Wednesday, July 15, 2009

Notes / Reading this week

Because I can't read just one book at a time, I have all these loose ends that need to be tied up. (So don't believe everything you read on a sidebar). I'm closer to finishing The Hakawati by Rabih Alameddine than I was last week.

The only problem that I have with this novel is that I can't read it casually (which degree of intensity would really suit my lifestyle). It seems as if every paragraph has embedded within it an observation, an analogy, a metaphor -- and not in an undesirable way -- that stops me in my tracks and forces me to re-examine the preceding passages. I'm not well-versed in the history of Lebanon, having to draw sometimes as much from the common cultural sense of "Middle East" (unfortunately) and from my friendship with a family that fled the troubled nation when I was very young as I draw from my past reading experiences. But maybe this isn't as much of an obstacle as I worried it could be. In May 2008, in a review in the New York Times, Lorraine Adams wrote:

If any work of fiction might be powerful enough to transcend the mountain of polemic, historical inquiry, policy analysis and reportage that stands between the Western reader and the Arab soul, it’s this wonder of a book — a book not about a jihadi but a hakawati (Arabic for storyteller). 'Listen,' Rabih Alameddine invites. 'Allow me to be your god. Let me take you on a journey beyond imagining. Let me tell you a story.'

In the beginning, rapt by details of Osama's (the narrator's) return to his country of origin, I was thirsty for images of modern Lebanon as seen through the eyes of one who had lived through harsher times there. Now, I find myself adrift between the ancient times of legend and my sense of the modern country and it doesn't bother me because the story is captivating.

I see the parallel that the author draws between the story of Hagar, Sarah, and Abraham, and the story of his grandfather's life, and I note the differences. In this way, I am at the will of Alameddine and not just because he directs my journey -- I've come under a spell of timelessness that he has deftly cast:

'The Hakawati' uses one of the oldest forms of storytelling, the frame tale. Western readers know it from 'The Canterbury Tales,' but the device precedes Chaucer by well over a thousand years, originating in Sanskrit texts known variously as the 'Panchatantra,' 'The Fables of Bidpai' or 'Tales of Kalila and Dimna.' As Doris Lessing notes in her introduction to the most recent English translation, one version of the Sanskrit framing narrative has Alexander the Great enlisting an Indian sage to reform a cruel potentate by telling him stories. In another, an Indian king uses the stories to arouse the curiosity of his three sons, whose brains have gone soft from privilege. Whatever the original frame, the history of the whole collection is a record of the cross-fertilization of cultures. Through storytelling, the conquered and the conquering can become as close as family.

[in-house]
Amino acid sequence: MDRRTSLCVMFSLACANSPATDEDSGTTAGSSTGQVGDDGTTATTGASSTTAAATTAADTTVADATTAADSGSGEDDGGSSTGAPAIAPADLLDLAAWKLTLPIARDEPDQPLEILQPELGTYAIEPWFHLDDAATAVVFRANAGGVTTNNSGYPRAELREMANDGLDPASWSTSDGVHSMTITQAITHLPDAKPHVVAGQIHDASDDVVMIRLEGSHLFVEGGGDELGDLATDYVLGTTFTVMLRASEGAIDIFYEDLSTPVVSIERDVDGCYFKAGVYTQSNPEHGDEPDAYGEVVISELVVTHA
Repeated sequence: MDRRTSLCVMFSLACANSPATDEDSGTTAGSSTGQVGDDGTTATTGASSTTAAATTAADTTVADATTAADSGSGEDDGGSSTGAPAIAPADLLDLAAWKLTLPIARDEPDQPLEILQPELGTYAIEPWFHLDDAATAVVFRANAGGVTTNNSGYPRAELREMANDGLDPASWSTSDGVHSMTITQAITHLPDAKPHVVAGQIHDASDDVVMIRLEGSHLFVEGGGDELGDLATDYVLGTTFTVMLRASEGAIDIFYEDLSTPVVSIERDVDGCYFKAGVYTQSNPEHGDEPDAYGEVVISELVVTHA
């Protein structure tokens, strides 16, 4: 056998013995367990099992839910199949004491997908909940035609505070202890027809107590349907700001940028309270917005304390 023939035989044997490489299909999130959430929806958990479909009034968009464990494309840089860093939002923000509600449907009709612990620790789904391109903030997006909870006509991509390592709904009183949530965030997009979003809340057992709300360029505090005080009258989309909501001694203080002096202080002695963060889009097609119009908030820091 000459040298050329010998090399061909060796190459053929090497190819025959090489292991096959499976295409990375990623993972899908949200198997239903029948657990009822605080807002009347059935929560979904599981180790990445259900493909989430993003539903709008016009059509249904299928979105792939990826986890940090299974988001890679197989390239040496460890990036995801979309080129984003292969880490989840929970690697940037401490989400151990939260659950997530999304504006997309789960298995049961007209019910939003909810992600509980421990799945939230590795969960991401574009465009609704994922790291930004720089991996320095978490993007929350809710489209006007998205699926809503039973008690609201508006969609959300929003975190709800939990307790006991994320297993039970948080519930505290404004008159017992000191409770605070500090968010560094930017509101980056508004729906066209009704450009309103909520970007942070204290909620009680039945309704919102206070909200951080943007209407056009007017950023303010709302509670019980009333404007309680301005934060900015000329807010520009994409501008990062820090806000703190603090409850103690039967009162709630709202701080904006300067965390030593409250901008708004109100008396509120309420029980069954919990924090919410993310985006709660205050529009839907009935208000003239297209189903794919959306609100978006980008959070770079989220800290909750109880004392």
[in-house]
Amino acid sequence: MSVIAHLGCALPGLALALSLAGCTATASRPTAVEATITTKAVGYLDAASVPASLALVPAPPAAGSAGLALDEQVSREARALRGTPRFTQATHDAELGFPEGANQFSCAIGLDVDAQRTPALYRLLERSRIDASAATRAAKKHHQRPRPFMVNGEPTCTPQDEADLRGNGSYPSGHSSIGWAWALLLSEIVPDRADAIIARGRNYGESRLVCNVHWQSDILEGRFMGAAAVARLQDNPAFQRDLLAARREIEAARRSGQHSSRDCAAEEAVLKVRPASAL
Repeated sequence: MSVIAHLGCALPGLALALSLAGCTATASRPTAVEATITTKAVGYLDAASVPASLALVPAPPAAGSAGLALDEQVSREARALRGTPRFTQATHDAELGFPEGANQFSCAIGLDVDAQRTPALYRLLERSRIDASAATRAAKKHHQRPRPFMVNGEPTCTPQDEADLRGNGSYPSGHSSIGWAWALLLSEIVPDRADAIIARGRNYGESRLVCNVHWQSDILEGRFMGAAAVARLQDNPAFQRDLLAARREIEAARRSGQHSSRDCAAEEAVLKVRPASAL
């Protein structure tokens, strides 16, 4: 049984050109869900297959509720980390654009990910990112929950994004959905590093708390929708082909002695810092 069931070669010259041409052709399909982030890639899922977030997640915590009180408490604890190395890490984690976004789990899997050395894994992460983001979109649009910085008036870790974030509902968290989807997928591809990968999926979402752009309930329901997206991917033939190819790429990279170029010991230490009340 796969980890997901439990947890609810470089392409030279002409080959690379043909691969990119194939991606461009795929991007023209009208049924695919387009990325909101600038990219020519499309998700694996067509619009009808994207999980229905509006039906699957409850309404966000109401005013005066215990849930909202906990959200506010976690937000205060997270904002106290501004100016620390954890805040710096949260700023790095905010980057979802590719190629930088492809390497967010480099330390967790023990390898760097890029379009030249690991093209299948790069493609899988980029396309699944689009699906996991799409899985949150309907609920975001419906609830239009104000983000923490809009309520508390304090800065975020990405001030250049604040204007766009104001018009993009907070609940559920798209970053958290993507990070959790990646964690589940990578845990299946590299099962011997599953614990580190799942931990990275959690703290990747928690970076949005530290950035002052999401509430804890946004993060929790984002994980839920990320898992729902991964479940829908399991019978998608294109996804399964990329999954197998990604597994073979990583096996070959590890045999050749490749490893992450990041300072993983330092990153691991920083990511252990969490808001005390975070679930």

I'll admit that I don't usually read reviews before reading a book (almost never), but you only stand to gain when a reviewer encapsulates an idea more succinctly and to a greater depth than you yourself could. And, again, I'm in unfamiliar territory because my exposure to Chaucer at university was scant at best. Regretfully, I can't riff on the cultural significance of story-telling through the ages, other than to surmise that mores and value systems are heritable and that the story-teller, among other things, is an agent therefor.

I'm happy just to sit right back and listen to a tale (or two) unfold because the voice is mellifluous and mesmerizing.

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